Kimchi Chigae

I still can’t really believe that with all the cooking I did in Korea, I never made my own kimchi. A few weeks ago I picked up a GIANT head of Napa cabbage (practically the size of my torso) at the farmer’s market and decided it was time to make some. I used a recipe out of one of my Korean cookbooks, but figured I didn’t really need gochugaru (ground Korean red pepper), I could just use regular red pepper flakes instead. WRONG. That kimchi left a LOT to be desired, because it’s basically totally lacking in spiciness. I didn’t want to throw it away, though, so I bought a big bag of gochugaru (like I should have done in the first place) and decided to add it in whenever I use kimchi from this batch. That’s what I did here, and it worked perfectly.

I ate a lot of kimchi chigae in Korea. It’s just the right amount of tangy and spicy, and if you believe the students I taught, will cure absolutely any ailment you may have. I don’t know about that, but I do love the stuff. I found a recipe for it on No Recipes, and with a few changes, had this beautiful bowl of vegetarian kimchi chigae steaming in front of me in about 30 minutes. Every bowl of it I ate in Korea had silken tofu, which was delicious, but all I had on hand was extra firm, and I like how hearty it makes the soup, especially since I didn’t use any meat. I started with 1/2 cup of kimchi juice (just the liquid left over in the package or jar) and 1 cup of water, but as you can see in the picture, it’s not terribly soupy because I got distracted and let it boil a little too much. If yours starts looking dry, just add a little extra water or kimchi juice. I also completely forgot to add the gojuchang listed in the original recipe, and it still tasted great.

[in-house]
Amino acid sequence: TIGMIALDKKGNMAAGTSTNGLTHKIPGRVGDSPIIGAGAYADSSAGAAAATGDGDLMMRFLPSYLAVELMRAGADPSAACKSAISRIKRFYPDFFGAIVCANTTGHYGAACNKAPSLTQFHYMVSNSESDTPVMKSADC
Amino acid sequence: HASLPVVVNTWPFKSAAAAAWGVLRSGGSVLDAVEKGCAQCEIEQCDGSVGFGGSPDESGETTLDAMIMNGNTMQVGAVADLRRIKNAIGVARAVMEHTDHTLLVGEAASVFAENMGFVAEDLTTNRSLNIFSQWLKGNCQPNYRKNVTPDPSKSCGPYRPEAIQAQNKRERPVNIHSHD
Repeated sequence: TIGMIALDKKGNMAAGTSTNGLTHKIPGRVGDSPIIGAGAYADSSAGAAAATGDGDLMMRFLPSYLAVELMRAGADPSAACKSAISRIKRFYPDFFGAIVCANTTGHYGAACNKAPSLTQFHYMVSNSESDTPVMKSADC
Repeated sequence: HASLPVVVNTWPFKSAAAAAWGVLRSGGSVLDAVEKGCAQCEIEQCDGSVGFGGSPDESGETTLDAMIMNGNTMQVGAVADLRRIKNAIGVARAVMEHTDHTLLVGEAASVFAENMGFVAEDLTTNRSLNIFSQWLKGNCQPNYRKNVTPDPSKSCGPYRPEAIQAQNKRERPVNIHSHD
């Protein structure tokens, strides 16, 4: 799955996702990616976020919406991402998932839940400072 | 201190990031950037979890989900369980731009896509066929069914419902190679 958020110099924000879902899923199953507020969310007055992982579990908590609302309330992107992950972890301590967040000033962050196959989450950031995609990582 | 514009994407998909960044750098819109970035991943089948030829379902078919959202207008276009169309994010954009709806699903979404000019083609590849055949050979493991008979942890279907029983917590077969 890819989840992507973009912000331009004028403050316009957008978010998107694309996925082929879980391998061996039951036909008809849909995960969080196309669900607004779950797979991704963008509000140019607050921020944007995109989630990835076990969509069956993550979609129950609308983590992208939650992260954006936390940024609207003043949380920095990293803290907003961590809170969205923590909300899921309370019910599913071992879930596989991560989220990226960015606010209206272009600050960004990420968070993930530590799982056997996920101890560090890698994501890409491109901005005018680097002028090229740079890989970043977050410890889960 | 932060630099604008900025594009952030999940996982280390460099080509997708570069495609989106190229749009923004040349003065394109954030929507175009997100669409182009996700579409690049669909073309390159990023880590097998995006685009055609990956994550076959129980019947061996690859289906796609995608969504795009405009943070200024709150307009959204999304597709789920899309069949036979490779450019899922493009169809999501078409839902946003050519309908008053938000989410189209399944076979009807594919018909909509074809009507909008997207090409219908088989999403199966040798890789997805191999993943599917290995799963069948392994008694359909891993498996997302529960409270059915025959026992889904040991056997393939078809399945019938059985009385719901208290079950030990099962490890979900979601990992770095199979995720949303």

If you’re a strict vegetarian, read the label of your kimchi carefully – a lot of brands use fish products. I highly recommend making your own, and as soon as I make an acceptable batch, I will post a recipe!

(adapted from No Recipes)

Serves 2-3

2 tbsp vegetable oil
1/2 medium onion, thinly sliced
4 cloves garlic, chopped
1 1/2 cups kimchi, sliced
1/2 cup kimchi juice
1 cup water
1 tsp ground ginger
1 tbsp Chinese cooking wine
1 tbsp soy sauce
1 tbsp yellow miso (or if you want to be really authentic, use doenjang)
pinch sugar
a few spoonfuls of gochugaru (if you want it spicy)
10 ounces extra firm tofu, diced
3 tbsp thinly sliced green onions

Heat the oil in a dutch oven over medium high heat.
Add the onion and cook, stirring until soft.
Stir in the garlic and kimchi and cook for 2-3 minutes, or until very fragrant.
Add the water, kimchi juice, ginger, wine, soy sauce, miso, sugar, and gochugaru (if using) and stir well.
Mix in the tofu, then partially cover and simmer for about 20 minutes. Add additional liquid if it begins to look dry.
Sprinkle the green onions over the top, and serve alongside bowls of steamed rice.


2 Responses to “Kimchi Chigae”

  1. 1 Chikarakobu June 22, 2010 at 10:40 pm

    Oooh, I love chigae and I LOVE that you made your own kimchi! I’ve been too intimidated to do it but maybe I’ll give it a try 🙂

  2. 2 Tasting Korea December 27, 2011 at 8:56 pm

    Kochugaru is not used in kimchi chigae.

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